Trial finds no benefit of combo drugs for severe carbapenem-resistant infections
In patients hospitalized with serious infections from carbapenem-resistant gram-negative bacteria, a combination of colistin and meropenem wasn't associated with fewer clinical failures compared with colistin alone, researchers reported today in The Lancet Infectious Diseases.
The randomized controlled open-label trial was conducted from October 2013 through December 2016 and included 406 patients from six hospitals in Israel, Greece, and Italy who mainly had ventilator-associated pneumonia, hospital-acquired pneumonia, or bloodstream infections caused by carbapenem-resistant Acinetobacter baumannii.
Among the group, 156 were randomized to colistin alone and 152 received colistin plus meropenem. After evaluating the patients 14 days after treatment, the researchers found no significant difference in clinical failure between the two groups. They observed that combination therapy increased diarrhea incidence but decreased the incidence of mild renal failure.
The team concluded that the combination treatment wasn't superior in severe A baumannii infections and that the trial wasn't powered to assess the impact on other bacteria.
In a related commentary in the same issue, two experts from the Case VA Center for Antimicrobial Resistance and Epidemiology and Case Western Reserve University School of Medicine in Ohio wrote that the findings are consistent with other similar studies of colistin combination therapies.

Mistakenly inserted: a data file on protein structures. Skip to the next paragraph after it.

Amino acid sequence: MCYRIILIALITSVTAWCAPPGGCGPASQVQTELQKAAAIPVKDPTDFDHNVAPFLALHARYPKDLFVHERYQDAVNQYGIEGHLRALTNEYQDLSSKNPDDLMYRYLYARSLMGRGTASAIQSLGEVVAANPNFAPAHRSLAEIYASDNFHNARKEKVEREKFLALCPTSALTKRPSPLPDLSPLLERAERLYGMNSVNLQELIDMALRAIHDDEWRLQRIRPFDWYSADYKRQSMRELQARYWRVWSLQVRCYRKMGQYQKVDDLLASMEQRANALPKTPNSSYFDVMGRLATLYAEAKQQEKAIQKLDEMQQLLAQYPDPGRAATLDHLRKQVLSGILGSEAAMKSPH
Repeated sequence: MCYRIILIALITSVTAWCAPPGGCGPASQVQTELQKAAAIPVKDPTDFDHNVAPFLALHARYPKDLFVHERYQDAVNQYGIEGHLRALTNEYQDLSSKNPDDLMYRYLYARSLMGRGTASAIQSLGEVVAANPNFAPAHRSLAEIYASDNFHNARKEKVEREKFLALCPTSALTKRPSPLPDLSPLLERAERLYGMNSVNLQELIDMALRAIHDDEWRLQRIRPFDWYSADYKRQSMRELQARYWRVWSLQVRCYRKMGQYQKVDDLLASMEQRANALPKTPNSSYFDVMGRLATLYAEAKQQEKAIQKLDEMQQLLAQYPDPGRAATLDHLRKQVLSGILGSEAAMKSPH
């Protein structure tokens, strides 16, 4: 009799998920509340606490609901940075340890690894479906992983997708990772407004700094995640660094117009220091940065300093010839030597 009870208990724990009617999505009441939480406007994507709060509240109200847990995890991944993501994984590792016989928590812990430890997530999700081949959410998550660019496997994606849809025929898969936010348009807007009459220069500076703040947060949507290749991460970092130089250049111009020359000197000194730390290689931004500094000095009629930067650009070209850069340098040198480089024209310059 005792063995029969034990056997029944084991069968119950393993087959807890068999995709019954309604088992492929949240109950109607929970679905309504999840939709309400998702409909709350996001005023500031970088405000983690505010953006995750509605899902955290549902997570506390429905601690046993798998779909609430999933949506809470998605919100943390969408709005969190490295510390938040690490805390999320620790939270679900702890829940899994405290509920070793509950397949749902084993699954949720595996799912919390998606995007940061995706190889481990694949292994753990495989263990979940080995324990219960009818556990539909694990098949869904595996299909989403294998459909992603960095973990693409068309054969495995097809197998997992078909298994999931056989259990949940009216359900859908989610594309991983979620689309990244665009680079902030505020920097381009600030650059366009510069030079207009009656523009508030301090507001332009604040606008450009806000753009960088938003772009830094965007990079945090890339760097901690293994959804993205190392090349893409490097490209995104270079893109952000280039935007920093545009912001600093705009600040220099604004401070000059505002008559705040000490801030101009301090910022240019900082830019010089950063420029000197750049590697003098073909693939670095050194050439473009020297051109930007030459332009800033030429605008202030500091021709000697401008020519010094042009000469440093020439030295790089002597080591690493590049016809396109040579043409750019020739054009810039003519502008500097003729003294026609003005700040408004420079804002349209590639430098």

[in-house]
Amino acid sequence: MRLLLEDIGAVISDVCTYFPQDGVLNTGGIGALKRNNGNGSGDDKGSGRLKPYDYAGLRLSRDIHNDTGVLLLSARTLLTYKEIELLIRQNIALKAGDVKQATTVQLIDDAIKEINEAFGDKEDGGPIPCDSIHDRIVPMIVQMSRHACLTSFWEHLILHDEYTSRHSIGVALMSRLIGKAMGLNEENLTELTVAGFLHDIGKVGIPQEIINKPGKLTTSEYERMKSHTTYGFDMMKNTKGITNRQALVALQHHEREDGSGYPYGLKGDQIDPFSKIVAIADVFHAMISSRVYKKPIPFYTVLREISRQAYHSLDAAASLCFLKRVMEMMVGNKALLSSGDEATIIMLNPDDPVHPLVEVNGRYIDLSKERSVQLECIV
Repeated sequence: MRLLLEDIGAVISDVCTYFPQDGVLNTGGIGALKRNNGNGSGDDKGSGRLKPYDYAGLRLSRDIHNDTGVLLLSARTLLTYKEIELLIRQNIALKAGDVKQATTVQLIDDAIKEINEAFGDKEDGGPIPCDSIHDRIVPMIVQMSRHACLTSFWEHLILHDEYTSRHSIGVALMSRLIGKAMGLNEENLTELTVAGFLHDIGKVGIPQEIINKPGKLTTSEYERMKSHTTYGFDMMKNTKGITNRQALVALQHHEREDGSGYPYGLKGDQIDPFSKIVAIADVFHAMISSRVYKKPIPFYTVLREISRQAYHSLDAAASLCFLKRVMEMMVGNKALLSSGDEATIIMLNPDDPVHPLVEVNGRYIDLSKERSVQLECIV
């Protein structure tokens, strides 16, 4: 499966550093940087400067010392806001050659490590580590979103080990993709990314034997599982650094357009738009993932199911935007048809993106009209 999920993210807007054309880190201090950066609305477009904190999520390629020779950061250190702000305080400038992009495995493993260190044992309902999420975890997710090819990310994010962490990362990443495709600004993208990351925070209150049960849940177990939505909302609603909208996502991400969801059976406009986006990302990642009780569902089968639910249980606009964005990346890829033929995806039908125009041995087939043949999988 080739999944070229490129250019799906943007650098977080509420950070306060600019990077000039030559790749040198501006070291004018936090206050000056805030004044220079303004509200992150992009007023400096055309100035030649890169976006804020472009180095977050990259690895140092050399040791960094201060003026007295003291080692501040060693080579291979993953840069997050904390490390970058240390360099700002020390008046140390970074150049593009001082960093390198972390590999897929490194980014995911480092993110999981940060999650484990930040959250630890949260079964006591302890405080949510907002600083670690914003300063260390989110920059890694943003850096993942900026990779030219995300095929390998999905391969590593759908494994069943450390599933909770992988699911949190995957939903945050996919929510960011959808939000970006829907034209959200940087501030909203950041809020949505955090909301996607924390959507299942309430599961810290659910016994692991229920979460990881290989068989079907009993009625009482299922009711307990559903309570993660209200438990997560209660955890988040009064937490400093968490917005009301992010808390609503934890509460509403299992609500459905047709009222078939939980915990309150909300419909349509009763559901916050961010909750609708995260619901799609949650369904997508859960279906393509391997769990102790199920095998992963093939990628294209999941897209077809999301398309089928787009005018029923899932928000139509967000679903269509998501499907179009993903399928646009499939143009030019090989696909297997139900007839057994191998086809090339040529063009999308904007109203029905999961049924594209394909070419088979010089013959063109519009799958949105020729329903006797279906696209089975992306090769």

They said the findings don't close the door on combination therapy for carbapenem-resistant A baumannii or other gram-negative bacteria, because certain genotypes or phenotypes may respond differently to combination therapy. The authors also said they are awaiting results of another trial that may be better powered to assess carbapenem-resistant Enterobacteriaceae or Pseudomonas aeruginosa.
Feb 16 Lancet Infect Dis abstract
Feb 16 Lancet Infect Dis commentary
Review: Stewardship could save millions of days of antibiotic therapy
Experts from the Centers for Disease Control and Prevention (CDC), in a letter yesterday in Infection Control and Hospital Epidemiology, estimated that antibiotic use could be cut 16%—resulting in saving 16 million days of therapy—if effective antimicrobial stewardship programs (ASPs) are implemented in adult acute-care hospitals the United States.
The team analyzed date from 13 studies that reported the effects of ASPs on total antibiotic use in adult US acute-care hospitals. They then applied the median and interquartile range (IQR) to the 2012 national estimate of adult antibiotic use in such hospitals obtained from a national database.
They determined a median decline of 15.8% in 2012 (IQR, 0 to 27.3%). This would save 18 million days of antibiotic therapy (IQR, 0 to 28 million).
"This number does not include other important improvements that could be made, such as narrowing the spectrum of therapy and shortening postdischarge efforts," they concluded. "Hospital stewardship programs should be supported in their efforts to protect patients from preventable harms caused by unnecessary antibiotic exposure."
Jan 15 Infect Control Hosp Epidemiol letter